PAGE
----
Augusta Read Thomas
The music of Augusta Read Thomas (b. 1964 in New York) is nuanced, majestic, elegant, capricious, lyrical, and colorful – “it is boldly considered music that celebrates the sound of the instruments and reaffirms the vitality of orchestral music.” (Philadelphia Inquirer)
In February 2015, music critic Edward Reichel wrote, "Augusta Read Thomas has secured for herself a permanent place in the pantheon of American composers of the 20th and 21st centuries. She is without question one of the best and most important composers that this country has today. Her music has substance and depth and a sense of purpose. She has a lot to say and she knows how to say it — and say it in a way that is intelligent yet appealing and sophisticated.”
The New York Times article of March 6, 2015 states that Thomas had the distinction of having her work performed more frequently in 2013-2014 than any other living ASCAP composer, according to statistics from performing rights organization. Former Chairperson of the American Music Center, she serves on many boards, is a generous citizen in the profession at large, organizes concerts, promotes the music of her colleagues, and, according to the American Academy of Arts and Letters, “has become one of the most recognizable and widely loved figures in American Music.”
A Grammy winner, her impressive body of works embodies unbridled passion and fierce poetry. The New Yorker Magazine called her "a true virtuoso composer." Championed by such luminaries as Barenboim, Rostropovich, Boulez, Eschenbach, Salonen, Maazel, Ozawa, and Knussen, she rose early to the top of her profession.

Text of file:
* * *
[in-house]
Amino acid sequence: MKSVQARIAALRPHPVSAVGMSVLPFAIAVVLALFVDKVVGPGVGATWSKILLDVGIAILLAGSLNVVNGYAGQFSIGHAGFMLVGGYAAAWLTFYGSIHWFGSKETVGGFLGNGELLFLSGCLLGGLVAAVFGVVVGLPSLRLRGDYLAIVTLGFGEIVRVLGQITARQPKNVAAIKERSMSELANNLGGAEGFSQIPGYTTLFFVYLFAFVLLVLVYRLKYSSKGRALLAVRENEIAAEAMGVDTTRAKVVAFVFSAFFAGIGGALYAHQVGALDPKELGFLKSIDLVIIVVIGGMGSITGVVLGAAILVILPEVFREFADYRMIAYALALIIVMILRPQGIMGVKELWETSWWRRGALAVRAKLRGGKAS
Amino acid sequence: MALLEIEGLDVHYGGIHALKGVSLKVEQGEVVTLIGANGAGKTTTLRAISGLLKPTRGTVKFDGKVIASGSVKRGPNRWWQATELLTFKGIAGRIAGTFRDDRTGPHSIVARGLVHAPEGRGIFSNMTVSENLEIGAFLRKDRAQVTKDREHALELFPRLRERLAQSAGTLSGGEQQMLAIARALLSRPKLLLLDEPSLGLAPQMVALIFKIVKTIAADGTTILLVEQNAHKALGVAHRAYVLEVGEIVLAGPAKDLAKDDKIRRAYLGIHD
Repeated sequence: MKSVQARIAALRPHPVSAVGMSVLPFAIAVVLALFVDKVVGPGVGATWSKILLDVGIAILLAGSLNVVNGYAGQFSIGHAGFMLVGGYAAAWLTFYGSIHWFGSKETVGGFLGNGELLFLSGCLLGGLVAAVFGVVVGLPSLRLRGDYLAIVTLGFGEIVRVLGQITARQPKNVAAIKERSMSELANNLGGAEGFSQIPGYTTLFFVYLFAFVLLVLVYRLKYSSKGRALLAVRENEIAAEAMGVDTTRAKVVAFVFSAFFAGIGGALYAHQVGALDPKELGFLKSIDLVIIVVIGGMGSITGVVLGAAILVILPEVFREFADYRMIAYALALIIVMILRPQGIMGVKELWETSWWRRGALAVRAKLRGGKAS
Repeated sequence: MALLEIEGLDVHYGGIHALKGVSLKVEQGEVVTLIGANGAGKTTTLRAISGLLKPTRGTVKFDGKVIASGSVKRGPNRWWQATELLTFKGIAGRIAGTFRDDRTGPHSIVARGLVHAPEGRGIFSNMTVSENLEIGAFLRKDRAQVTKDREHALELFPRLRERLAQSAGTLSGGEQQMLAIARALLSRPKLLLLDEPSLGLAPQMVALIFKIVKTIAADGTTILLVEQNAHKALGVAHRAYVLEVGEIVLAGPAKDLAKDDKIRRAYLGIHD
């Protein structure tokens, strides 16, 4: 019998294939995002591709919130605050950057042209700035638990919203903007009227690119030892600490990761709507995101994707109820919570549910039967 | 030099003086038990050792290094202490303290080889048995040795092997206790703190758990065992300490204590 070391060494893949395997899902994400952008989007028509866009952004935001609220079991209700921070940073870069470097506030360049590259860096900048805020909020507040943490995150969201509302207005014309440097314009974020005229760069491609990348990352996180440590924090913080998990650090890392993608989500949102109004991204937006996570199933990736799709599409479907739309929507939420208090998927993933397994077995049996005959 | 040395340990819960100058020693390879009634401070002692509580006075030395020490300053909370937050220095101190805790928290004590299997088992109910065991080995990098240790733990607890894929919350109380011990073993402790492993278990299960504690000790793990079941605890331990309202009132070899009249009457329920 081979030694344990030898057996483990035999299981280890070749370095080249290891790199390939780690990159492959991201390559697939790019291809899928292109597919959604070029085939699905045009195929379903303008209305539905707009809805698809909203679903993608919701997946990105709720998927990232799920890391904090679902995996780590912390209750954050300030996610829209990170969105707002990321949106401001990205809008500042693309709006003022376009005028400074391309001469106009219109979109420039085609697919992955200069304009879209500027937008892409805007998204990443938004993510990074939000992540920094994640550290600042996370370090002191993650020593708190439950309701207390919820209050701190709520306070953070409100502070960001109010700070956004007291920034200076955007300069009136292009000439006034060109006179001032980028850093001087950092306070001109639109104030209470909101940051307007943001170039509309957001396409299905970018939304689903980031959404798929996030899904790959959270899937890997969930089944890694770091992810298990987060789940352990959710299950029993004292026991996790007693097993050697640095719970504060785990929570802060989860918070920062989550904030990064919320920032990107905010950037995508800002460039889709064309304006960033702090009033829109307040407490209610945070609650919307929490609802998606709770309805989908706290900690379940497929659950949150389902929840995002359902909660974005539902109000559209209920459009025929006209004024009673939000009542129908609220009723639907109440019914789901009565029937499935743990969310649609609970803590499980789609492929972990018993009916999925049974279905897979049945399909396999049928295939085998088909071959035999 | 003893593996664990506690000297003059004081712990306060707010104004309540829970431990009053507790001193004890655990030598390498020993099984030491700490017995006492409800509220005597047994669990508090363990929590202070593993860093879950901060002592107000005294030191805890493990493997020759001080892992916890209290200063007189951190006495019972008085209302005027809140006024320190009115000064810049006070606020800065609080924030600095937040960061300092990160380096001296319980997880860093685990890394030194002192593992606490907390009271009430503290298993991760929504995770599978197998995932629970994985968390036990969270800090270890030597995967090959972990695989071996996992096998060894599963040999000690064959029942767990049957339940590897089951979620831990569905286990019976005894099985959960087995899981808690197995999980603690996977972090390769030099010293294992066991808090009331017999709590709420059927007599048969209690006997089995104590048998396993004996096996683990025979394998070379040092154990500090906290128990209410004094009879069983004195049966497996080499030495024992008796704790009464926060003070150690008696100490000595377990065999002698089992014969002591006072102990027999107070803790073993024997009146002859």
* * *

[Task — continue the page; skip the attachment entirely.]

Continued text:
As an influential teacher at Eastman, Northwestern, Tanglewood, Aspen Music Festival, now she is the 16th ever University Professor (one of only 7 current University Professors) at the University of Chicago. Augusta said, “Teaching is a natural extension of my creative process and of my enthusiasm for the music of others.”
Thomas was the longest-serving Mead Composer-in-Residence for Daniel Barenboim and Pierre Boulez with the Chicago Symphony from 1997 through 2006, a residency that culminated in the premiere of Astral Canticle – one of two finalists for the 2007 Pulitzer Prize in Music. During her residency, Thomas not only premiered nine commissioned orchestral works, but also she established, led, curated and programmed the thriving MusicNOW series on which she commissioned and programmed the work of many living composers.
Recent and upcoming commissions include those from the Boston Symphony, the Utah Symphony, Wigmore Hall in London, JACK quartet, Third Coast Percussion, Tanglewood, the Danish Chamber Players, Notre Dame University, and the Fromm Foundation. She won the Ernst von Siemens Music Prize among many other coveted awards. She is a member of the American Academy of Arts and Sciences and of the American Academy of Arts and Letters.
Ms. Thomas studied composition with Oliver Knussen at Tanglewood (1986, 1987, 1989), Jacob Druckman at Yale University (1988), with Alan Stout and Bill Karlins at Northwestern University (1983-1987), and at the Royal Academy of Music in London (1989). She was a Junior Fellow in the Society of Fellows at Harvard University (1991-94) and a Bunting Fellow at Radcliffe College (1990-91).
Donald Rosenberg of Gramophone wrote, “Heart and soul in the breathtaking music of a thoughtful contemporary composer. Thomas's brainy brand of modernism reveals a lively, probing mind allied to a beating heart.”
Biography by G. Schirmer, Inc.